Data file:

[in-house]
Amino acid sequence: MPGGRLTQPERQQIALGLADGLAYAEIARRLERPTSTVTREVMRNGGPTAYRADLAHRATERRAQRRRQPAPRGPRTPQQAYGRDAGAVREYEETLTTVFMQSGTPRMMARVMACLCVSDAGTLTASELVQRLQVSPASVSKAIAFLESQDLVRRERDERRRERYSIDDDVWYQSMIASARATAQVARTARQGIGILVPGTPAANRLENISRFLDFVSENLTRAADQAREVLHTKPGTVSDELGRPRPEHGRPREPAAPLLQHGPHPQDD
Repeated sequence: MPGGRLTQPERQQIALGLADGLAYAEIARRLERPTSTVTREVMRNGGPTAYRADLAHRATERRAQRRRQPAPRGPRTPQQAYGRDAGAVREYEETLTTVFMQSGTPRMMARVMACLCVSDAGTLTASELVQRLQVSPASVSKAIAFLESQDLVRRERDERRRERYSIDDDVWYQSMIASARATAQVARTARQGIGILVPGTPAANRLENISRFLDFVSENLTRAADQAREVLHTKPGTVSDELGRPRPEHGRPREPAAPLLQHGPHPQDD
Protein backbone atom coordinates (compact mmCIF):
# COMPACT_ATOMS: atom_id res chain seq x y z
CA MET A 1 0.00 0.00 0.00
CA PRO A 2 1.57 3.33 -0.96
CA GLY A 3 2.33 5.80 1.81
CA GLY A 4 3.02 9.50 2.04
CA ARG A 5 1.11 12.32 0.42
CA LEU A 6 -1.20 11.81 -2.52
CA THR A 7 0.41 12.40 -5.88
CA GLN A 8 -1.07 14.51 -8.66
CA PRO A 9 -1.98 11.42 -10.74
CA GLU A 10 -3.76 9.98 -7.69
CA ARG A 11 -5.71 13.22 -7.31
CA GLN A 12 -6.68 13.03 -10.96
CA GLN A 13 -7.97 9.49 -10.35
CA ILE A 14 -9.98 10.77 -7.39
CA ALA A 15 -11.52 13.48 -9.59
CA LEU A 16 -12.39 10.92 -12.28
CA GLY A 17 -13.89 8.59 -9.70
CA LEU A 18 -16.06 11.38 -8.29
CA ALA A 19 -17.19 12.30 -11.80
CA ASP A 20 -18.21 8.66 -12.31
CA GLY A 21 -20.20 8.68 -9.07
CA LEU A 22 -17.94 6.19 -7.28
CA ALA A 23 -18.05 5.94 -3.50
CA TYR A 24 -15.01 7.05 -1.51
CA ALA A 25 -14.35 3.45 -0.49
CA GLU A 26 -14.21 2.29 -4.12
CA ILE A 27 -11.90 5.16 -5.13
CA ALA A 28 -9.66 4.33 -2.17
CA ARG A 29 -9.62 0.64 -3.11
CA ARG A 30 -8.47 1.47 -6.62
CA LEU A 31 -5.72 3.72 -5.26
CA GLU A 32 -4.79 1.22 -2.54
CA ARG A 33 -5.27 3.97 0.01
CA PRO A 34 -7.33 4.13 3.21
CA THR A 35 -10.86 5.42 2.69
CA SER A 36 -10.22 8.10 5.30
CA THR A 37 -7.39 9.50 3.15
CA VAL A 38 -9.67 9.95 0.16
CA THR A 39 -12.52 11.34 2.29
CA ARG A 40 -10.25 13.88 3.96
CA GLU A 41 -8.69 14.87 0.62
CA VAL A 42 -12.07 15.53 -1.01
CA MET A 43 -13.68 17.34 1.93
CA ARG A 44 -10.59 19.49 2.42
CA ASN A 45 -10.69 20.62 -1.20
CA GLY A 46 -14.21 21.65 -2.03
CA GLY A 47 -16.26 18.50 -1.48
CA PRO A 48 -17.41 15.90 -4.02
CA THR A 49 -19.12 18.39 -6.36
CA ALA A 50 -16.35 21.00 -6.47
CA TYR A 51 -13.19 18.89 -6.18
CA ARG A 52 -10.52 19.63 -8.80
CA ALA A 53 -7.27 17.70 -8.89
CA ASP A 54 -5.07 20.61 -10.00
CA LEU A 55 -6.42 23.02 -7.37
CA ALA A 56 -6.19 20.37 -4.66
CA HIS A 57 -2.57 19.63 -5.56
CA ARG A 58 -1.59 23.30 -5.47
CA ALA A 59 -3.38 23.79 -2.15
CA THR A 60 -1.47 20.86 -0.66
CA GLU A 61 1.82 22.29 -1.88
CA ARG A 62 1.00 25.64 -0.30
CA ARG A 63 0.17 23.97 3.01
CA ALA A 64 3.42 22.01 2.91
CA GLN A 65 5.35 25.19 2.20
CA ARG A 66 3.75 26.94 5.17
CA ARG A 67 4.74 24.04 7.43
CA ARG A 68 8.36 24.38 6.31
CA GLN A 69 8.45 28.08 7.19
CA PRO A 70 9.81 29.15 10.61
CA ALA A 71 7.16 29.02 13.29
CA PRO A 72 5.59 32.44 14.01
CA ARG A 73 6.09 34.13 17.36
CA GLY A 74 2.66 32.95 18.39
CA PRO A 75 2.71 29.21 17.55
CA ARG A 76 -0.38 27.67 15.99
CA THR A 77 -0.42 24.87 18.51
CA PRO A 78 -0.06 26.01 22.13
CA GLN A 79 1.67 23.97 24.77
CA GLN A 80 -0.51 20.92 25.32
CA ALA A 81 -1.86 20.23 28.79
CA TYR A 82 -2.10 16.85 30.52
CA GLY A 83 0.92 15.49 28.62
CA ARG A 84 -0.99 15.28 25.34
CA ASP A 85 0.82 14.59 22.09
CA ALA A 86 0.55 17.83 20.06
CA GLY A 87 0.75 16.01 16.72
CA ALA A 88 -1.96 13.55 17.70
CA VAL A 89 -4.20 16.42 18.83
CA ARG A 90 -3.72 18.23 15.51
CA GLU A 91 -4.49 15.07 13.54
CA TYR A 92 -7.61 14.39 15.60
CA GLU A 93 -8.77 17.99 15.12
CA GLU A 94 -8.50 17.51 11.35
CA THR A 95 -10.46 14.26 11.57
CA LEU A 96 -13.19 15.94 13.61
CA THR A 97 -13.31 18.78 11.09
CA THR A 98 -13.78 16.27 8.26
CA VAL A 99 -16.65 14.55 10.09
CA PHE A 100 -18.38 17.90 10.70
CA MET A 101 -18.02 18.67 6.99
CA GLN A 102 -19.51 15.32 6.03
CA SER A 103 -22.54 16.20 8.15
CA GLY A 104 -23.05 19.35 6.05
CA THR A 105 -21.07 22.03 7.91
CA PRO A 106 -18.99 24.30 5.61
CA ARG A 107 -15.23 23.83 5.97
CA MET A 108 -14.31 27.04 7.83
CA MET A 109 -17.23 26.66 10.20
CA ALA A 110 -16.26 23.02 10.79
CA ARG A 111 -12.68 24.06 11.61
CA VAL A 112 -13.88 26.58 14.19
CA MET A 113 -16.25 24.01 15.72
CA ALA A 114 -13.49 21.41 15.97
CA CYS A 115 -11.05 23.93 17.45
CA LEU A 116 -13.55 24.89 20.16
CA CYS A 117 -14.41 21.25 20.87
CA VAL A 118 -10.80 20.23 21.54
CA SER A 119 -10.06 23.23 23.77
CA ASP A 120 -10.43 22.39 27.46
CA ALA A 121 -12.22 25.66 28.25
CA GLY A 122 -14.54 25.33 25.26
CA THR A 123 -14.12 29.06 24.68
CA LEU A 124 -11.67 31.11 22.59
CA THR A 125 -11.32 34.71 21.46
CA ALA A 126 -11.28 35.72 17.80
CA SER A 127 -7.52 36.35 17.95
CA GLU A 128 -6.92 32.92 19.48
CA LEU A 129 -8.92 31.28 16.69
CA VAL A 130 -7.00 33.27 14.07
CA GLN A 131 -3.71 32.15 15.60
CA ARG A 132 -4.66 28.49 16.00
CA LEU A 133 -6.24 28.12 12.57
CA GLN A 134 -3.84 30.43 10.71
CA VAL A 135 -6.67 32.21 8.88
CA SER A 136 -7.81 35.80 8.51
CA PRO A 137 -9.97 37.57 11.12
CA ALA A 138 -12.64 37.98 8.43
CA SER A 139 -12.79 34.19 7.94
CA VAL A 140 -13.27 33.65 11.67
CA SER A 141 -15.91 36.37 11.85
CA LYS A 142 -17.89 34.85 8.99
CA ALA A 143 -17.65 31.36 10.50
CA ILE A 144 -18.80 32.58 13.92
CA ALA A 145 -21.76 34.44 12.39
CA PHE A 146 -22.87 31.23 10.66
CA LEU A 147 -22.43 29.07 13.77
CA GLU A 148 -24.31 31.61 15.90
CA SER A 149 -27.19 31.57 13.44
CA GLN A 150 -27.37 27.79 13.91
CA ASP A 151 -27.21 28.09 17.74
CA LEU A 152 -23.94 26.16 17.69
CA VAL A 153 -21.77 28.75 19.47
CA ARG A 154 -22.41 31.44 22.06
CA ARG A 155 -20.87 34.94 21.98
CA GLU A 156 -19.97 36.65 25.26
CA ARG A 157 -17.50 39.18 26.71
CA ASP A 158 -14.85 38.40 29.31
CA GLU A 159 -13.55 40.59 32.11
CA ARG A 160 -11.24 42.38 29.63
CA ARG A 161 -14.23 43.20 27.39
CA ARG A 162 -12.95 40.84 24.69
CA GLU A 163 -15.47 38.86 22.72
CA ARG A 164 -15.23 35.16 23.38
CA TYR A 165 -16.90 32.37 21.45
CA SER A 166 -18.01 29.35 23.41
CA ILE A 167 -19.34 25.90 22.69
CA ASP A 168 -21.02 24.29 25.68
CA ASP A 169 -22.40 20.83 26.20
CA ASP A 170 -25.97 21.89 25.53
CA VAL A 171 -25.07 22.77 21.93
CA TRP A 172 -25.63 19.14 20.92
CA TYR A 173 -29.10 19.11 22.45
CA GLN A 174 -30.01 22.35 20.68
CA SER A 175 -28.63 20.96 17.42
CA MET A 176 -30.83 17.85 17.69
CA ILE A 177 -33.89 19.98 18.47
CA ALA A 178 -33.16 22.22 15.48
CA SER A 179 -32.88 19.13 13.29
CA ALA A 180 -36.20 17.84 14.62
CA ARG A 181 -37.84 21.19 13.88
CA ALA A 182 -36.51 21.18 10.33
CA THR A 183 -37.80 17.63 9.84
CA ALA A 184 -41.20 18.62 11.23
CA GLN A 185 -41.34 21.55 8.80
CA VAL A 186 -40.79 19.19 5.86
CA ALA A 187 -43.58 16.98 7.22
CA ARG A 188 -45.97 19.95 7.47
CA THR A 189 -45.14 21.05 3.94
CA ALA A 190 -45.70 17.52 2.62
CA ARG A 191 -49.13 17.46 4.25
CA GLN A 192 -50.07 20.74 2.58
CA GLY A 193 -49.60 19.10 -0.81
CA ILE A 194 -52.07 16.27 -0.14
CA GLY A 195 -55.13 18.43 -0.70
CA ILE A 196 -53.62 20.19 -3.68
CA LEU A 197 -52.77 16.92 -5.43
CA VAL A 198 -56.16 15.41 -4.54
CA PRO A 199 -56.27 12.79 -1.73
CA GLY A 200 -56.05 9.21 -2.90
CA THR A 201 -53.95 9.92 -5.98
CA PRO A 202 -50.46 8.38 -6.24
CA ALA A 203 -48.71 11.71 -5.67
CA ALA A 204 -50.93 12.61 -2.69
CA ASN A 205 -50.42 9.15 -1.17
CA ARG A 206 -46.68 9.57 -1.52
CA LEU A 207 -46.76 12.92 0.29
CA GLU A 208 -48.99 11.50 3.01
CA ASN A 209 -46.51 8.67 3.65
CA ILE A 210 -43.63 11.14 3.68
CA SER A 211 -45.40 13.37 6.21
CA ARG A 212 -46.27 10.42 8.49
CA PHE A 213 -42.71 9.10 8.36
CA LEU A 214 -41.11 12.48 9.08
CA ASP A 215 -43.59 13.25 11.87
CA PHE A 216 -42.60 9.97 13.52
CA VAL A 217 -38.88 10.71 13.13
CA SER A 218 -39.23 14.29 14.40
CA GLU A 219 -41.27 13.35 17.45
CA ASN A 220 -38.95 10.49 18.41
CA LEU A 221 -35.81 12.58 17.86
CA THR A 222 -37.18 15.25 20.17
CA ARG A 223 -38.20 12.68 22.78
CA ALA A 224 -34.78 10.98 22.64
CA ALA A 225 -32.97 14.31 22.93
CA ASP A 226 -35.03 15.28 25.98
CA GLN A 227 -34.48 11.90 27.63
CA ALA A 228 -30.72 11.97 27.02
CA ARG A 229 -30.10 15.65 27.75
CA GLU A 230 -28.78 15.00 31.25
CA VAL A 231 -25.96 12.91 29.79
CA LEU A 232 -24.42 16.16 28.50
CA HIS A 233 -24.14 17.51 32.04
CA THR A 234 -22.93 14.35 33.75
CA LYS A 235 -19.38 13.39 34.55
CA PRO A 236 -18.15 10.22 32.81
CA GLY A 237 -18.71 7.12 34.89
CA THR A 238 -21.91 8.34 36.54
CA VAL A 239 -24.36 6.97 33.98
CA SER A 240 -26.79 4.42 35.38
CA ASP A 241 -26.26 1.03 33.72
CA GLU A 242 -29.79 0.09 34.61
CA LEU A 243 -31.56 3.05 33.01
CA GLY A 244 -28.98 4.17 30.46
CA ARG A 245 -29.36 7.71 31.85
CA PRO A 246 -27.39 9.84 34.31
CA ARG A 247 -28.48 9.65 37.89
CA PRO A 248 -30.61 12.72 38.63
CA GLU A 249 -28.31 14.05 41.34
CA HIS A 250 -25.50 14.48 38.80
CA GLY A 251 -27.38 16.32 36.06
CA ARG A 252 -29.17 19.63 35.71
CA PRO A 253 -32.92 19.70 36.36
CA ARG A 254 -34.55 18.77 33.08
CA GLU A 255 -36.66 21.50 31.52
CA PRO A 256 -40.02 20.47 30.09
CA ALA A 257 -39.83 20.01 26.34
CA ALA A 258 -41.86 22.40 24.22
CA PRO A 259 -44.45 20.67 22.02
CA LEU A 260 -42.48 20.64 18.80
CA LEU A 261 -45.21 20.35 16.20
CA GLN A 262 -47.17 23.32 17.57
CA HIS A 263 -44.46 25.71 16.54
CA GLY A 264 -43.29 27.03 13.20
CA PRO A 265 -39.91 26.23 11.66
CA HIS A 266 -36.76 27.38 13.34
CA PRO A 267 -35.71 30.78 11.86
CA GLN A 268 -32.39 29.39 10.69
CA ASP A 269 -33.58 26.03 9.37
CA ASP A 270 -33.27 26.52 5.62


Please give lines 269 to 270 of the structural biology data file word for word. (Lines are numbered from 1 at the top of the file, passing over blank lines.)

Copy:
CA GLY A 264 -43.29 27.03 13.20
CA PRO A 265 -39.91 26.23 11.66